History of the Cabin

Dietrich Cabin as it appears today. The cabin is located in City Park in Ottawa, Kansas.

Dietrich Cabin as it appears today. The cabin is located in City Park in Ottawa, Kansas.

After selecting a site for their home southwest of the present-day town of Princeton, Jacob and Catherine Dietrich built a cabin in 1857. However, the cabin and most of their belongings were destroyed in a prairie fire one year later.

In 1859, they built a second cabin on the same site, which stood on a hill with a wide view and was located hear the Humboldt Trail. The cabin was about 18′ by 20′ and built of hand-hewn native walnut, with the corners dovetailed and double morticed. The walnut rafters are unusual in that they are cut on a slant, being much wider at the eaves than at the peak. An 8′ porch completed the cabin. This porch became a haven for the travelers who stopped for food and shelter from storms and were allowed to sleep there.

This is the view the Dietrichs would have seen form the front porch of their cabin at its original location.

This is the view the Dietrichs would have seen form the front porch of their cabin at its original location.

Over the years, the Dietrich cabin was used as a farm house and was made larger by the addition of several rooms. The entire structure was covered with siding, which preserved the logs against the weather. It was eventually abandoned as a dwelling and repurposed as a hay barn.

After the cabin was abandoned by the family, it was repurposed as a hay barn. This is how the cabin appeared before it was moved to City Park and restored.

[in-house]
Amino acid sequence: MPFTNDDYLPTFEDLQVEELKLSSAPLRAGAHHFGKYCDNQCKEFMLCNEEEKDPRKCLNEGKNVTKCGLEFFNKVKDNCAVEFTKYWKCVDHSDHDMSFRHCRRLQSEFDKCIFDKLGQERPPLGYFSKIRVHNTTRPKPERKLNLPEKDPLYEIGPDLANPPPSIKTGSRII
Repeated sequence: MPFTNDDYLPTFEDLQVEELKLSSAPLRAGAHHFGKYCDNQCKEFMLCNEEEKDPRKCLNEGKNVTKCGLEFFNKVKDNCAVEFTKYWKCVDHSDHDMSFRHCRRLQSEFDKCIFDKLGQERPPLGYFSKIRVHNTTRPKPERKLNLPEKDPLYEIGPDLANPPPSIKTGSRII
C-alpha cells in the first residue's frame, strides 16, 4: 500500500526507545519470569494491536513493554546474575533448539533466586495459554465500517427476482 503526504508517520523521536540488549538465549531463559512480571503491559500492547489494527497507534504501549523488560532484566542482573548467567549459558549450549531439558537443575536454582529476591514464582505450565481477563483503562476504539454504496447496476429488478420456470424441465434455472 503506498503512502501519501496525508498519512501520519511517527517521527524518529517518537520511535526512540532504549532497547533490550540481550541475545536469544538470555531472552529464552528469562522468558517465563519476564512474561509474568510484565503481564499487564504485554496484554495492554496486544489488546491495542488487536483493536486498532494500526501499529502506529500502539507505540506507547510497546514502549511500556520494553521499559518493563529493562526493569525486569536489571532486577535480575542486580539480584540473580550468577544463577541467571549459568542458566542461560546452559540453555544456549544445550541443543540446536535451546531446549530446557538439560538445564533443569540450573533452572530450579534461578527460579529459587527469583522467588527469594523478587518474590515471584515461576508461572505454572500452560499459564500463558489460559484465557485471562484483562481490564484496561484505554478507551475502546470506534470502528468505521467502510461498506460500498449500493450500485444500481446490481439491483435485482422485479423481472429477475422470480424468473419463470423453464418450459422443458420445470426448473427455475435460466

After the cabin was abandoned by the family, it was repurposed as a hay barn. This is how the cabin appeared before it was moved to City Park and restored.

In 1959, Mrs. Elise Gault, a granddaughter of the Dietrichs, gave the cabin to the Franklin County Historical Society.

Elsie Gault is shown with a stone with the date 1867 carved into it. The stone was originally part of the springhouse near the cabin and is currently displayed in the cabin.

Elsie Gault is shown with a stone with the date 1867 carved into it. The stone was originally part of the springhouse and is currently displayed in the cabin.

T.J. Bivins of Wellsville moved the cabin from its original site to City Park, where it stands today. The cabin was restored during 1960 and 1961 and became a focal point of Franklin County’s celebration of the Kansas Centennial in 1961.

T.J. Bivins of Wellsville coordinated moving the cabin from its original site to City Park in Ottawa.

T.J. Bivins of Wellsville coordinated moving the cabin from its original site to City Park in Ottawa.

In 2013, the cabin underwent additional restoration. Tim Wilson of Gilman City, Missouri, and his three sons replaced several rotted exterior logs. They also replaced the inappropriate chinking used in the original restoration.

The Wilsons apply new chinking to the cabin walls.

The Wilsons apply new chinking to the cabin walls.

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